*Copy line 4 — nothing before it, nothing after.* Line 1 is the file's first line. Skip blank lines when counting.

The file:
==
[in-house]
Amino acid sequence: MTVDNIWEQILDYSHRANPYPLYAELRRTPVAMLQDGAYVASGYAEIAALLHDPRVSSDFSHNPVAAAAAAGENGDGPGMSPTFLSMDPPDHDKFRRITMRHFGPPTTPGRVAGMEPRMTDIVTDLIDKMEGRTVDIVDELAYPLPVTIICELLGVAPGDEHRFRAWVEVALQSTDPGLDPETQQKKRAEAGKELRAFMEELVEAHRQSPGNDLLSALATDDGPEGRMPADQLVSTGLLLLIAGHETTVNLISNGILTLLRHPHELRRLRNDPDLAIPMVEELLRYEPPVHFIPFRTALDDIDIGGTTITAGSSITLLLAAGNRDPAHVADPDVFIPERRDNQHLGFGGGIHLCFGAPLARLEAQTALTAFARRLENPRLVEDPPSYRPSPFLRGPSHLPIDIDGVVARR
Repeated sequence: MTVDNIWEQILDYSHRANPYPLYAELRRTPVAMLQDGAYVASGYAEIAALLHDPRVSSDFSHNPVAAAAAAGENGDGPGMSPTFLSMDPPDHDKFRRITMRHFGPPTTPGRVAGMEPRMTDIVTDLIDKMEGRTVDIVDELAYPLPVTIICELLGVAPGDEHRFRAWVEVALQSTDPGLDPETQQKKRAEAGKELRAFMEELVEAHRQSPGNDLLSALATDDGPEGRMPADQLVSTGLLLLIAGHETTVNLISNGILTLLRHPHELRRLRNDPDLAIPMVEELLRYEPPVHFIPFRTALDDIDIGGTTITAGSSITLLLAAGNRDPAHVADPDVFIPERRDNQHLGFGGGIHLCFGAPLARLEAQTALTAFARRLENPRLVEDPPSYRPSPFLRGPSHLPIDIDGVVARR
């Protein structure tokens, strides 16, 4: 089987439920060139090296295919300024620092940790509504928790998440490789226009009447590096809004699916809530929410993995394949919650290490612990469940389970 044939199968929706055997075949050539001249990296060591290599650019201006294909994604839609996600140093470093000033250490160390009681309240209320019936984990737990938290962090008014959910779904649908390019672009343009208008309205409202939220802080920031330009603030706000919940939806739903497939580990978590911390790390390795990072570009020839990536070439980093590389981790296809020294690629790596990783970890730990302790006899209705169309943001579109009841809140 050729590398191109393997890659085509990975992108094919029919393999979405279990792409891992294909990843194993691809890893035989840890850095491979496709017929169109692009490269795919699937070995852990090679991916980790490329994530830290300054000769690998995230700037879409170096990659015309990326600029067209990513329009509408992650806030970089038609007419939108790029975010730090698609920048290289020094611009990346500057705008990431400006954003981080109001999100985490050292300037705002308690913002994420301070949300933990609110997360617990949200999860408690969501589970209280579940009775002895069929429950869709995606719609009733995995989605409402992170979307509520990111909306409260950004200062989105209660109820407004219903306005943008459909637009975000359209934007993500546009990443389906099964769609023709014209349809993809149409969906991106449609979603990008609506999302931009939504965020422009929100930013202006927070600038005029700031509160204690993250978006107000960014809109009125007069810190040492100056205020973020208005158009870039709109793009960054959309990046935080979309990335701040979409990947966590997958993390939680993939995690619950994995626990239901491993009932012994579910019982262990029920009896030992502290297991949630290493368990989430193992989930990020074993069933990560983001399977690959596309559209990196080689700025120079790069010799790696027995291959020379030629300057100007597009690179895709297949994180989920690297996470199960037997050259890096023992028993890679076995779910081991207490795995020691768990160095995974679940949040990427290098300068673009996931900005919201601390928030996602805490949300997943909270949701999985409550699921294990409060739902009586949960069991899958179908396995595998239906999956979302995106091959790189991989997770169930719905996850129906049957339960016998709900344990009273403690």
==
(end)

């Protein structure tokens, strides 16, 4: 089987439920060139090296295919300024620092940790509504928790998440490789226009009447590096809004699916809530929410993995394949919650290490612990469940389970 044939199968929706055997075949050539001249990296060591290599650019201006294909994604839609996600140093470093000033250490160390009681309240209320019936984990737990938290962090008014959910779904649908390019672009343009208008309205409202939220802080920031330009603030706000919940939806739903497939580990978590911390790390390795990072570009020839990536070439980093590389981790296809020294690629790596990783970890730990302790006899209705169309943001579109009841809140 050729590398191109393997890659085509990975992108094919029919393999979405279990792409891992294909990843194993691809890893035989840890850095491979496709017929169109692009490269795919699937070995852990090679991916980790490329994530830290300054000769690998995230700037879409170096990659015309990326600029067209990513329009509408992650806030970089038609007419939108790029975010730090698609920048290289020094611009990346500057705008990431400006954003981080109001999100985490050292300037705002308690913002994420301070949300933990609110997360617990949200999860408690969501589970209280579940009775002895069929429950869709995606719609009733995995989605409402992170979307509520990111909306409260950004200062989105209660109820407004219903306005943008459909637009975000359209934007993500546009990443389906099964769609023709014209349809993809149409969906991106449609979603990008609506999302931009939504965020422009929100930013202006927070600038005029700031509160204690993250978006107000960014809109009125007069810190040492100056205020973020208005158009870039709109793009960054959309990046935080979309990335701040979409990947966590997958993390939680993939995690619950994995626990239901491993009932012994579910019982262990029920009896030992502290297991949630290493368990989430193992989930990020074993069933990560983001399977690959596309559209990196080689700025120079790069010799790696027995291959020379030629300057100007597009690179895709297949994180989920690297996470199960037997050259890096023992028993890679076995779910081991207490795995020691768990160095995974679940949040990427290098300068673009996931900005919201601390928030996602805490949300997943909270949701999985409550699921294990409060739902009586949960069991899958179908396995595998239906999956979302995106091959790189991989997770169930719905996850129906049957339960016998709900344990009273403690």